The figures in full are as follows (the returns for 1989-91 seem to have been mislaid):
    1982 £1,409,998 £2,767,995
    1983 £2,956,999 £2,750,005
    1984 £2,630,541 £3,973,042
    1985 £1,932,796 £2,332,860
    1986 £2,781,407 £3,318,111
    1987 £3,036,181 £2,147,901
    1988 £5,262,466 £4,717,092
    1989 ? ?
    1990 ? ?
    1991 ? ?
    1992 £4,935,704 £6,661,193
    1993 £5,026,035 £4,840,122
    1994 £6,015,363 £5,523,557
    1995 £5,678,380 £5,012,722
    1996 £6,392,936 £4,518,250
    1997 £5,652,482 £5,520,391
    1998 £5,153,760 £5,411,336
    1999 £5,704,655 £5,951,708
    As the figures show, turnover and expenditure have been very close for many years, with expenditure frequently exceeding income. However, COSRECI is relatively asset-rich — in 1999 it had £10,071,267 in fixed assets and £4,769,365 in current assets, as against liabilities of £1,045,809 owed to creditors. This resulted in a net figure of assets less liabilities of £13,794,823. COSRECI clearly has considerable resources behind it.
    Between 1992 and 1997, the accounts gave the number of employees and the wages bill. Dividing one by the other gives some indication of how much they are being paid on average — not surprisingly, it's a pittance, well below the national minimum wage and below even state unemployment benefit. (Yes folks, you would be better off unemployed than employed by Scientology.) Staff pay is normally the largest single cost element of a business, but Scientology seems to have avoided this particular problem:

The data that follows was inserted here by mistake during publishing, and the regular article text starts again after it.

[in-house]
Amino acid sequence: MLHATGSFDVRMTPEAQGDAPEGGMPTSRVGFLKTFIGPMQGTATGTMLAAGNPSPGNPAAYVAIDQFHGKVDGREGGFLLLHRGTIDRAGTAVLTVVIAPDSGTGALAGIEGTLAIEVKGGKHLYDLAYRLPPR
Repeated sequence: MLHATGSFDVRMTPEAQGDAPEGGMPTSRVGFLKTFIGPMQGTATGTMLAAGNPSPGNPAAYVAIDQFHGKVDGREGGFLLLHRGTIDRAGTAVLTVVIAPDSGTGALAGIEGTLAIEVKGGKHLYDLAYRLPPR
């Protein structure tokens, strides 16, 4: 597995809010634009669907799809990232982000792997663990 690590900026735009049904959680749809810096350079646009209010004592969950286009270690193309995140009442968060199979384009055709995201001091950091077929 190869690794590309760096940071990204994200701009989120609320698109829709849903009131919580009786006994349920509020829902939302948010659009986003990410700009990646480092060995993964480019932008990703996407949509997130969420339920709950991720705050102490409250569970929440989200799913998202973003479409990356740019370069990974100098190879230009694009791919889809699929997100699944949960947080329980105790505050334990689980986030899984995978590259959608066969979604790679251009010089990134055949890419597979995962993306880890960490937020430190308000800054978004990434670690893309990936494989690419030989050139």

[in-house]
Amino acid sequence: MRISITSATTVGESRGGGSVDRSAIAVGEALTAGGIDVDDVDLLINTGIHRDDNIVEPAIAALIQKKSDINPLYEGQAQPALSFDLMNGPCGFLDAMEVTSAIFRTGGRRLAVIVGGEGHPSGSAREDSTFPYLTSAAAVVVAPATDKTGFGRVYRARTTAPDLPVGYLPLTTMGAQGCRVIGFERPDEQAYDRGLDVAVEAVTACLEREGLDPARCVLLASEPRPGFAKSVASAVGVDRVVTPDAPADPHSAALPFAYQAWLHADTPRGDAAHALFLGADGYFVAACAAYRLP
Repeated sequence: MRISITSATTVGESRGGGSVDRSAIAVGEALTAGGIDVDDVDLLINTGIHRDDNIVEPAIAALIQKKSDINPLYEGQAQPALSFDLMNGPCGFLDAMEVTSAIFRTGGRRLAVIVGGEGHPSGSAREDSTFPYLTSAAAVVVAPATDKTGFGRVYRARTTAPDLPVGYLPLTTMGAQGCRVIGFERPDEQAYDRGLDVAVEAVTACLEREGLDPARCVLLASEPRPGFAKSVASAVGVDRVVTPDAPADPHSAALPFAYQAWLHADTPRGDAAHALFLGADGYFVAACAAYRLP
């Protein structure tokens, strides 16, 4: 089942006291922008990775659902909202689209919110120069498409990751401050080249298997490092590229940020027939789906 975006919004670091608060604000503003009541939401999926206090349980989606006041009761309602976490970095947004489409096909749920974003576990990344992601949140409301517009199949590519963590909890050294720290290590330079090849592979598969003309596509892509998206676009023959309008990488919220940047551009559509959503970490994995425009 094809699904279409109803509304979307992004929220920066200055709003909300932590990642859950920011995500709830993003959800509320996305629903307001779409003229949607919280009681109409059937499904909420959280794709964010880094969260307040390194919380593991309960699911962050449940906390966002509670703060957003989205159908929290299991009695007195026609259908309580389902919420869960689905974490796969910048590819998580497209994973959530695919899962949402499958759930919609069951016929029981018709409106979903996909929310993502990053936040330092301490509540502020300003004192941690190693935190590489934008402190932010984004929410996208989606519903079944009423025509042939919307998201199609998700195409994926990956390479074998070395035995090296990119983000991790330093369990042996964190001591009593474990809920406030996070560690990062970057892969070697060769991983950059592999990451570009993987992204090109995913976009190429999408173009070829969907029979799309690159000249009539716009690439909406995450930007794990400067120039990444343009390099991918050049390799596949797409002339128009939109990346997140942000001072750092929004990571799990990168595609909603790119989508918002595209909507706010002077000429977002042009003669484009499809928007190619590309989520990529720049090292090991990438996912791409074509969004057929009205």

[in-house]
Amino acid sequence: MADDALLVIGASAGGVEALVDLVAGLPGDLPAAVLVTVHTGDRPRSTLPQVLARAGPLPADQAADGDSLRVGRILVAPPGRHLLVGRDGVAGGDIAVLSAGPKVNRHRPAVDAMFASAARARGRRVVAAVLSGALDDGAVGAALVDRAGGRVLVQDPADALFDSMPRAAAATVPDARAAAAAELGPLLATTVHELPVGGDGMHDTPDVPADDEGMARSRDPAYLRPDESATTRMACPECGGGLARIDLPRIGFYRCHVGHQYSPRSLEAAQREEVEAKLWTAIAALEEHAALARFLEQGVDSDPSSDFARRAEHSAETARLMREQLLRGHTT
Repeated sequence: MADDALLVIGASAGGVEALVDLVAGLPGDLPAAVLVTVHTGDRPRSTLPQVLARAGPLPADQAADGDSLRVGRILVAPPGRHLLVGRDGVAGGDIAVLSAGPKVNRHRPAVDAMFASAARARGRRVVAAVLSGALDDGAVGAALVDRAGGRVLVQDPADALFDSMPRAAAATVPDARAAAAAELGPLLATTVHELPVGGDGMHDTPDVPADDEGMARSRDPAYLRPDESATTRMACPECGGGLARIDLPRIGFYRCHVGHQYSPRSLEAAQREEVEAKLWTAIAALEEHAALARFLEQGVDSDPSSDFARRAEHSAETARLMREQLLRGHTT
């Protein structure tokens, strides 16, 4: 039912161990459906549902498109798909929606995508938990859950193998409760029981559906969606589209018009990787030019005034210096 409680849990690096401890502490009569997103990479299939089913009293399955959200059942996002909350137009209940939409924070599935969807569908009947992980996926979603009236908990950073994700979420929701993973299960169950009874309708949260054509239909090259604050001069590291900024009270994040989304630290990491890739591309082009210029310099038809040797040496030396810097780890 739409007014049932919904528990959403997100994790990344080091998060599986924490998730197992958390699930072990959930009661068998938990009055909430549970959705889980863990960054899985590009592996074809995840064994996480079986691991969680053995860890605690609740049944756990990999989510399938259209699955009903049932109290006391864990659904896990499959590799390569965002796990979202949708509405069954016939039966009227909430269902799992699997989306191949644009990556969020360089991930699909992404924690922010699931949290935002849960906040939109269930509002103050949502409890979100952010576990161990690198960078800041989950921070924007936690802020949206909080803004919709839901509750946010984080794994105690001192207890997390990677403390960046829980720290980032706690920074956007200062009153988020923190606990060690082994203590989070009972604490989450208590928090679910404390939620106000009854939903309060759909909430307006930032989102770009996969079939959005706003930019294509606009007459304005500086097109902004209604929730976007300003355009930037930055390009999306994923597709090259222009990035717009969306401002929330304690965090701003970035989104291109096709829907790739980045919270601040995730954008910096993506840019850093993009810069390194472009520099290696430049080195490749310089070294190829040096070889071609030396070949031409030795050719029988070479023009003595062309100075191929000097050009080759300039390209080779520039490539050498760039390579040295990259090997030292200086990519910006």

YearEmployeesWagesAverage wage
    per person
    per week
    1992 453 £614,726 £26.10
    1993 444 £596,492 £25.84
    1994 445 £850,452 £36.75
    1995 428 £667,826 £30.01
    1996 426 £559,669 £25.26
    1997 495 £600,935 £23.35
    One curious aspect of the accounts is the huge amounts "due to associated churches":
    YearAssoc Churches
    1982 £3,215,983
    1983 £2,286,608
    1984 £2,030,051
    1985 £3,271,398
    1986 £6,157,295
    1987 £3,135,009
    1988 £4,338,779
    1989 ?
    1990 ?
    1991 ?
    1992 £8,809,208
    1993 £9,256,214
    1994 £9,292,317
    1995 £9,390,808
    1996 £8,621,799
    1997 £9,133,846
    1998 £9,107,817
    1999 £9,524,671
    This presumably represents the flow of money to Scientology's overseas entities, most likely the Church of Spiritual Technology which formally owns Hubbard's works and "licenses" them to the rest of Scientology. It's particularly noteworthy that the amounts "due to associated churches" are considerably in excess of COSRECI's turnover — typically between 130-180% of turnover. How is it financing this deficit? A similar pattern, incidentally, exists in Narconon's accounts — probably not a coincidence.
    Scientology in Bournemouth